Here’s a short video I made that offers a bit of insight into how cats behave when they’re angry, or stressed or wound up. They need to unload that tension and they do it in ways that are predictable, whether you’re talking about small cats or big cats. I hope this helps you!
I want to share something with you, something wonderful that happened last night. Read on, it’s worth it.
Around 4 pm, the water company turned off the water for the entire city due to emergency repairs. Late at night, they turned it back on but it was full of silt and mud, so we let the faucets run to clear the pipes. I went back to my work and Ligia took Sophie to bed.
About an hour later, I got up from my desk and went to see if the water was clear enough to take a shower. To my surprise, the entire kitchen was flooded with about 1-2 cm of water. The kitchen sink had run over. There I was at 11:15 at night, faced with having to mop up all that water when all I wanted to do was to take a shower and hit the sack.
I got the mop and the bucket and got to work, grumbling to myself about the water company and the sink and the pipes and the dirty water and my luck.
A few minutes later, Sasha (one of our cats) came into the kitchen, stepped right onto the wet floor (you know cats, they avoid water) and started looking at me. She even drank some of it.
As I looked at her, I was suddenly reminded of one of my favorite cartoons featuring Tom and Jerry, entitled “Mice Follies”, released in 1954. In it, Jerry and Nibbles (his nephew) flooded the kitchen and froze it with the aid of the refrigerator in order to create a skating rink. Tom naturally pursued them, leading to lots of pratfalls, pranks and laughter.
That wonderful memory of a wonderful cartoon was enough to wipe the slate clean for me. All of a sudden, a late-night disaster was an opportunity to enjoy the moment. My attitude toward it changed completely and I began to enjoy mopping up all that water. I half expected Jerry and Nibbles to tiptoe into the kitchen holding a couple of refrigerator wires in hand, ready to freeze it.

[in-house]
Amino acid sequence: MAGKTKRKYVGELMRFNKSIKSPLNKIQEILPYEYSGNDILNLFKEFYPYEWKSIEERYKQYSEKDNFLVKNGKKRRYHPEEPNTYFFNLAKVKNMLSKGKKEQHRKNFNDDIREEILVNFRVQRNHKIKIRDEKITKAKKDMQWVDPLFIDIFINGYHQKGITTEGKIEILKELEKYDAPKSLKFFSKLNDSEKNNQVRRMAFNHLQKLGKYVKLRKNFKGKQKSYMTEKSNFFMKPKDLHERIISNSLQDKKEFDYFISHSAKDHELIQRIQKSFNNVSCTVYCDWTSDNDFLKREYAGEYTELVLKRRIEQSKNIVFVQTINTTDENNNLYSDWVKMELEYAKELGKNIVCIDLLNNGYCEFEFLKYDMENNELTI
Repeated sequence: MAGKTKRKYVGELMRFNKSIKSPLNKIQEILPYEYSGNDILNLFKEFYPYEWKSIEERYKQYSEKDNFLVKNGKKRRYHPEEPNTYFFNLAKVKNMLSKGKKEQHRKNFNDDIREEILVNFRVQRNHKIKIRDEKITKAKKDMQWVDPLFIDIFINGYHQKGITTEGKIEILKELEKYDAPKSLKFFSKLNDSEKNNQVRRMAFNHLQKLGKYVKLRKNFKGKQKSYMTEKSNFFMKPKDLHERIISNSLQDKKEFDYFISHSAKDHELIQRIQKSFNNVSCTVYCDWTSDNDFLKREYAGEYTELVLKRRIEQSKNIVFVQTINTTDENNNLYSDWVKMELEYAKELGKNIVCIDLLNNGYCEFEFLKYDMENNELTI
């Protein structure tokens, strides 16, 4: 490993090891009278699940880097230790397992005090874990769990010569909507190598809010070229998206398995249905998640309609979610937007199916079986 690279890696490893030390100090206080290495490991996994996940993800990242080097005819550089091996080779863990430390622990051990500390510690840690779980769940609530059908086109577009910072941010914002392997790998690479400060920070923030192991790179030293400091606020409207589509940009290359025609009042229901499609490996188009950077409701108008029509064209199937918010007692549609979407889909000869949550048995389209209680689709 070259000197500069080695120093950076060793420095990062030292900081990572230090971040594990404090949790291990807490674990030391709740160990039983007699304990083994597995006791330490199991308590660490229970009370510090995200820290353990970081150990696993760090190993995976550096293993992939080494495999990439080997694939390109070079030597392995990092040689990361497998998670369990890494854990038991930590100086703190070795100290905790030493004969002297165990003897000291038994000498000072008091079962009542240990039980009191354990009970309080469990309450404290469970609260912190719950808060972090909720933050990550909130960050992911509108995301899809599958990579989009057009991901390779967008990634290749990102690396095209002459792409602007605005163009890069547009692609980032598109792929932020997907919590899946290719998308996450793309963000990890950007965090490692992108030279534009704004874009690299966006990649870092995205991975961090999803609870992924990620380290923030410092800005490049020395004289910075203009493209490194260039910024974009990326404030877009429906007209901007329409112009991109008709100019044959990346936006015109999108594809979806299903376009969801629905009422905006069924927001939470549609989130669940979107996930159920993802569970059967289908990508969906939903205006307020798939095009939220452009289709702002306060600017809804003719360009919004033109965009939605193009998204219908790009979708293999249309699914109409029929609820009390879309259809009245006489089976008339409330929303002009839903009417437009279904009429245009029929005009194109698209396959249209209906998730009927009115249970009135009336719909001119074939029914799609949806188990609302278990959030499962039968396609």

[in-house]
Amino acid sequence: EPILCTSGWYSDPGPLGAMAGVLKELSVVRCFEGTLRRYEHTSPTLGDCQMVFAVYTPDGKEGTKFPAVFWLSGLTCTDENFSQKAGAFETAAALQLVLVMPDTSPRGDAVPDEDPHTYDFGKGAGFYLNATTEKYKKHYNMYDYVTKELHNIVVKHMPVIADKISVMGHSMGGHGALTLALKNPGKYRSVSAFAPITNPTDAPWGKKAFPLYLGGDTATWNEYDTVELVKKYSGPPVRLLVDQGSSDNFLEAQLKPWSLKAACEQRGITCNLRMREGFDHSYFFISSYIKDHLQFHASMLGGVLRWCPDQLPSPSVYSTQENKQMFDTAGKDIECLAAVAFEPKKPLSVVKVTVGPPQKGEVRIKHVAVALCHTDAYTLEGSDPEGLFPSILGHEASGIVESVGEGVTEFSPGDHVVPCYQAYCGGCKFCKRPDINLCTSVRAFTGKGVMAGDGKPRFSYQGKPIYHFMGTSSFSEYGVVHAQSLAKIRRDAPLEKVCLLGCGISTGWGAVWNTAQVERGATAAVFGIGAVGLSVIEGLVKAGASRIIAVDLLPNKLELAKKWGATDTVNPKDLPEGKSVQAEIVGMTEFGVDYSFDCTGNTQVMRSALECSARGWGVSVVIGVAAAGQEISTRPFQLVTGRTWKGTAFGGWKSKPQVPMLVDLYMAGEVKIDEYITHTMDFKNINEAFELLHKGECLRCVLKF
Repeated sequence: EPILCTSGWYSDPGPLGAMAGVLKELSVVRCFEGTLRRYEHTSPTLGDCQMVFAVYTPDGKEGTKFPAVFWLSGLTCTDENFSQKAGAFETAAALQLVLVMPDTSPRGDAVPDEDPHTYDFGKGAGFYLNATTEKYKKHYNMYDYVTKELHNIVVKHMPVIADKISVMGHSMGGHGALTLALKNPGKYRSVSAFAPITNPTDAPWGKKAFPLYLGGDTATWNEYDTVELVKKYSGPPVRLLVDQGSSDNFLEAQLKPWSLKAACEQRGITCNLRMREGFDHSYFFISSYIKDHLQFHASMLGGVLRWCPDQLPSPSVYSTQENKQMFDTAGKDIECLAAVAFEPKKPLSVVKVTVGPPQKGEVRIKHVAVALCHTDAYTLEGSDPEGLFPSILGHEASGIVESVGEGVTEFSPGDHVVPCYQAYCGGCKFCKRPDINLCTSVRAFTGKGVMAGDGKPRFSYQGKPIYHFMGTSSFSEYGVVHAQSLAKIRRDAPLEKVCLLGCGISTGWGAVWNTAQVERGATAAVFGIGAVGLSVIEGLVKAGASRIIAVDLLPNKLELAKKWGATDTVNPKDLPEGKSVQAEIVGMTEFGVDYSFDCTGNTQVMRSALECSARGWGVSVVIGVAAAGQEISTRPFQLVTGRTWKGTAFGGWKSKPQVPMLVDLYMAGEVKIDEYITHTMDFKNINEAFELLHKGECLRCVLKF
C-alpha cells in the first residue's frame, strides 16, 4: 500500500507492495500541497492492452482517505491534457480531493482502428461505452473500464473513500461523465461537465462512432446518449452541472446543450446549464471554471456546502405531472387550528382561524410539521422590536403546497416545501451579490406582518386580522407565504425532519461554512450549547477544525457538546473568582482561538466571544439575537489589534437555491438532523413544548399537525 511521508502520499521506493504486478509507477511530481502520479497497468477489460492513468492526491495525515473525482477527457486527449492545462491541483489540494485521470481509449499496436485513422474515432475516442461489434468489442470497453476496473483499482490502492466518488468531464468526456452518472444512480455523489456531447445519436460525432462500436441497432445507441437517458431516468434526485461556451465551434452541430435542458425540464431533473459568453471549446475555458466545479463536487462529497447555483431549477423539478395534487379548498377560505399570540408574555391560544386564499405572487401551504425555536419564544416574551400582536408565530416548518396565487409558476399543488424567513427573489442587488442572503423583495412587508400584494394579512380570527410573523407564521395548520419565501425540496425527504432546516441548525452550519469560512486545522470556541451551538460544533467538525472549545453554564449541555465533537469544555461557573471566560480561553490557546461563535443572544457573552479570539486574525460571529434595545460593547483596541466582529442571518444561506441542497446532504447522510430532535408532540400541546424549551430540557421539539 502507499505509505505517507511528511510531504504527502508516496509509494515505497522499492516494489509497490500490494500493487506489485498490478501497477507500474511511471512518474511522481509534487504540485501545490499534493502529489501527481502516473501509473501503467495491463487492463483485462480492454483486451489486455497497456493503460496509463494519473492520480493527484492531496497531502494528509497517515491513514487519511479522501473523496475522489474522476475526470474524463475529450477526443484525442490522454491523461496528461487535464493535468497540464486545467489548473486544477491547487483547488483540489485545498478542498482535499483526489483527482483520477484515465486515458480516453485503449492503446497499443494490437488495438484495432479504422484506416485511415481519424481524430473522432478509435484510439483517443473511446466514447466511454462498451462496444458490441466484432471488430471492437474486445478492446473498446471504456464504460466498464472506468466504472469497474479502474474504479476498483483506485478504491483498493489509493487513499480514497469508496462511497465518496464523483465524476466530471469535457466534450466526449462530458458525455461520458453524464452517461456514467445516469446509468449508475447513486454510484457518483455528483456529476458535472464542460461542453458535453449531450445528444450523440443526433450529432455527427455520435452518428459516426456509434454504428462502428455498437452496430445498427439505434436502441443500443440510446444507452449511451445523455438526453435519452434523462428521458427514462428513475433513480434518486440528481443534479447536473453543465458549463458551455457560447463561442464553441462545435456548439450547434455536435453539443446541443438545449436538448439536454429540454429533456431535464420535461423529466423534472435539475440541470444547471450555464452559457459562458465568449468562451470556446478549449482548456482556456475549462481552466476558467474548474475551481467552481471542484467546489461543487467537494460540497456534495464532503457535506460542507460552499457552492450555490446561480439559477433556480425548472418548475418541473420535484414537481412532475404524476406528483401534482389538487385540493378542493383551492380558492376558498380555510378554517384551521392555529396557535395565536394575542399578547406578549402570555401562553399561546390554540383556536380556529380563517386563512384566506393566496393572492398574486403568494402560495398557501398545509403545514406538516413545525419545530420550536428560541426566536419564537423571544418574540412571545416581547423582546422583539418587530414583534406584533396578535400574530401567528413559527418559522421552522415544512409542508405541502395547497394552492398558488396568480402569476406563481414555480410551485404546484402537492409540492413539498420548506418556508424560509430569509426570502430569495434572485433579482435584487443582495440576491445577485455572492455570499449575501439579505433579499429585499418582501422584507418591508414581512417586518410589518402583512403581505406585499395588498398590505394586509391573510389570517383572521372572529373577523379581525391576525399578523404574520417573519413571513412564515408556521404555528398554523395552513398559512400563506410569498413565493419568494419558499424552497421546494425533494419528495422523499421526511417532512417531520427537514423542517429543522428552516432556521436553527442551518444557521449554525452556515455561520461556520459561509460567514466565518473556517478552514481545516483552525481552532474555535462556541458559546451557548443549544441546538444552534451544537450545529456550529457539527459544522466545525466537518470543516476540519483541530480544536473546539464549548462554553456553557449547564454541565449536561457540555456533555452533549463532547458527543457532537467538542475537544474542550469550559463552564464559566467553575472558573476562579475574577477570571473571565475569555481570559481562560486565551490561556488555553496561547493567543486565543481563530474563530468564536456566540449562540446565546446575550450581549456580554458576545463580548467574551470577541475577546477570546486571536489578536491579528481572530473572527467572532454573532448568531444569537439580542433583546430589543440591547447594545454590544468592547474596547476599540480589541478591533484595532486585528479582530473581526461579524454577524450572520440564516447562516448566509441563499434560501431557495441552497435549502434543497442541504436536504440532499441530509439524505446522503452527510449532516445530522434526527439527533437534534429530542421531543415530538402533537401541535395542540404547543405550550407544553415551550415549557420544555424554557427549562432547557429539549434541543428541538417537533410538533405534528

It took about 45 minutes to get all the water mopped up. All of the cats joined me by the end, entranced by the circular movements of the mop through the water. I even started a roaring fire in the kitchen stove to keep me company. I had a blast and went to bed with a smile on my face.
Isn’t it amazing how differently we can perceive the same event if our attitude toward it changes? We can complain and grumble or we can smile and enjoy ourselves thoroughly doing the very same thing. And of course it helps if we also love Tom and Jerry cartoons!
We were overjoyed to see this going on in the yard today.
That little furball suckling from our dog is Zumi Zoom-Zoom, our newly adopted kitten. The dog is of course Tessa, our ciobanesc mioritic breed, sporting her summer look. She normally looks like this.
With summer temperatures rising into the mid and upper 30s (Celsius), we didn’t want to cook her under that thick winter fur, so we gave her a haircut.